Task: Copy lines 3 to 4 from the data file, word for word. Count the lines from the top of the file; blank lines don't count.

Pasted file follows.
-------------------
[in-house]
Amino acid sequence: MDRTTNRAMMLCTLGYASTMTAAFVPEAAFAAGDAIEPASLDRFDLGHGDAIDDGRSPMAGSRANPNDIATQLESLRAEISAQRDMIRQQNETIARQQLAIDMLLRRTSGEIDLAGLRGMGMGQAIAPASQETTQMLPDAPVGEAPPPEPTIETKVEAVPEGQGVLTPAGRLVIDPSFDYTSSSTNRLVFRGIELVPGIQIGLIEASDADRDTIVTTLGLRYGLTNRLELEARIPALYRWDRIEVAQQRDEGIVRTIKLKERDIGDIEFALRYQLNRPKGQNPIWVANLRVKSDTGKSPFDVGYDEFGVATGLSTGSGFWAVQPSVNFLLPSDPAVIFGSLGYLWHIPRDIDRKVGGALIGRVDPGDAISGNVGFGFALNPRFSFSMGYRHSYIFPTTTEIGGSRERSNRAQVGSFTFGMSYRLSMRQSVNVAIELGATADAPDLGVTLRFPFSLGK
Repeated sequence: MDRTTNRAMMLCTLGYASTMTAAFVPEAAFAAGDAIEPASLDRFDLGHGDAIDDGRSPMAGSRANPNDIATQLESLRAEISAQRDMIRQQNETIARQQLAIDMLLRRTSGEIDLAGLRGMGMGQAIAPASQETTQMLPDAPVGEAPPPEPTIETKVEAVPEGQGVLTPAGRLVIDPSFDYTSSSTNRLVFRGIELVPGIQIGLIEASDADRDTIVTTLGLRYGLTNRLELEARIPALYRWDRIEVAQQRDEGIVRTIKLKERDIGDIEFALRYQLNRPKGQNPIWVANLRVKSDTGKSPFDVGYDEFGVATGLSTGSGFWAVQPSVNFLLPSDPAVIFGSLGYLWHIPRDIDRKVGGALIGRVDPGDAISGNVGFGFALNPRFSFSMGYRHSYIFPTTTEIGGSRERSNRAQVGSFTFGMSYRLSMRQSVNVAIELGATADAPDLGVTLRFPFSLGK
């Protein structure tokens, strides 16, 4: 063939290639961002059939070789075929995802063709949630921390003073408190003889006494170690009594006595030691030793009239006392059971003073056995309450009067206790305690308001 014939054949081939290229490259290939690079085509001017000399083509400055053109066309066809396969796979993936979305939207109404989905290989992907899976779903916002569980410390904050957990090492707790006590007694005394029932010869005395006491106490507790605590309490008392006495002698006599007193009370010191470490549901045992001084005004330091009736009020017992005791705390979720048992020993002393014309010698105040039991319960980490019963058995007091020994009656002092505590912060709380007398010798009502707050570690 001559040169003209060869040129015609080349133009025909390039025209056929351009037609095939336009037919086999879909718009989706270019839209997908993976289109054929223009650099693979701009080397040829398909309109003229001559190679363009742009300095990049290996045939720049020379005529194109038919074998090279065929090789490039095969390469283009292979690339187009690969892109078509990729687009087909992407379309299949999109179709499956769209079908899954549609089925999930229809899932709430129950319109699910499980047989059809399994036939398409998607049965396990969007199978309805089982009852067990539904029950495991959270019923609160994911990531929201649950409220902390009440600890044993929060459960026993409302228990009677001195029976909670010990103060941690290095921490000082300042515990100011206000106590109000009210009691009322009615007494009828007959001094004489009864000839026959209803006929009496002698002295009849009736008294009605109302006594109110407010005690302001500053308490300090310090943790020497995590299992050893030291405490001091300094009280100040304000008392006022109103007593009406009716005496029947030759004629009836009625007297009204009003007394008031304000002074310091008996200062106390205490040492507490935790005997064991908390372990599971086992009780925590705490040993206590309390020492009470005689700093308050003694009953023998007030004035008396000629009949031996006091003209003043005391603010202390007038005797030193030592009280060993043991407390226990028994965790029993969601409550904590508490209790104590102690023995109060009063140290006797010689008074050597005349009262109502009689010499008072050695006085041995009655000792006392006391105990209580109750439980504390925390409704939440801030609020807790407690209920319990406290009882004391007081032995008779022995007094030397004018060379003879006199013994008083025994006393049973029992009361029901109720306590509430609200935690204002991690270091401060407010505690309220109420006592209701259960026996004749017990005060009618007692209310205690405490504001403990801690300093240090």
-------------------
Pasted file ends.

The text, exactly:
Repeated sequence: MDRTTNRAMMLCTLGYASTMTAAFVPEAAFAAGDAIEPASLDRFDLGHGDAIDDGRSPMAGSRANPNDIATQLESLRAEISAQRDMIRQQNETIARQQLAIDMLLRRTSGEIDLAGLRGMGMGQAIAPASQETTQMLPDAPVGEAPPPEPTIETKVEAVPEGQGVLTPAGRLVIDPSFDYTSSSTNRLVFRGIELVPGIQIGLIEASDADRDTIVTTLGLRYGLTNRLELEARIPALYRWDRIEVAQQRDEGIVRTIKLKERDIGDIEFALRYQLNRPKGQNPIWVANLRVKSDTGKSPFDVGYDEFGVATGLSTGSGFWAVQPSVNFLLPSDPAVIFGSLGYLWHIPRDIDRKVGGALIGRVDPGDAISGNVGFGFALNPRFSFSMGYRHSYIFPTTTEIGGSRERSNRAQVGSFTFGMSYRLSMRQSVNVAIELGATADAPDLGVTLRFPFSLGK
């Protein structure tokens, strides 16, 4: 063939290639961002059939070789075929995802063709949630921390003073408190003889006494170690009594006595030691030793009239006392059971003073056995309450009067206790305690308001 014939054949081939290229490259290939690079085509001017000399083509400055053109066309066809396969796979993936979305939207109404989905290989992907899976779903916002569980410390904050957990090492707790006590007694005394029932010869005395006491106490507790605590309490008392006495002698006599007193009370010191470490549901045992001084005004330091009736009020017992005791705390979720048992020993002393014309010698105040039991319960980490019963058995007091020994009656002092505590912060709380007398010798009502707050570690 001559040169003209060869040129015609080349133009025909390039025209056929351009037609095939336009037919086999879909718009989706270019839209997908993976289109054929223009650099693979701009080397040829398909309109003229001559190679363009742009300095990049290996045939720049020379005529194109038919074998090279065929090789490039095969390469283009292979690339187009690969892109078509990729687009087909992407379309299949999109179709499956769209079908899954549609089925999930229809899932709430129950319109699910499980047989059809399994036939398409998607049965396990969007199978309805089982009852067990539904029950495991959270019923609160994911990531929201649950409220902390009440600890044993929060459960026993409302228990009677001195029976909670010990103060941690290095921490000082300042515990100011206000106590109000009210009691009322009615007494009828007959001094004489009864000839026959209803006929009496002698002295009849009736008294009605109302006594109110407010005690302001500053308490300090310090943790020497995590299992050893030291405490001091300094009280100040304000008392006022109103007593009406009716005496029947030759004629009836009625007297009204009003007394008031304000002074310091008996200062106390205490040492507490935790005997064991908390372990599971086992009780925590705490040993206590309390020492009470005689700093308050003694009953023998007030004035008396000629009949031996006091003209003043005391603010202390007038005797030193030592009280060993043991407390226990028994965790029993969601409550904590508490209790104590102690023995109060009063140290006797010689008074050597005349009262109502009689010499008072050695006085041995009655000792006392006391105990209580109750439980504390925390409704939440801030609020807790407690209920319990406290009882004391007081032995008779022995007094030397004018060379003879006199013994008083025994006393049973029992009361029901109720306590509430609200935690204002991690270091401060407010505690309220109420006592209701259960026996004749017990005060009618007692209310205690405490504001403990801690300093240090």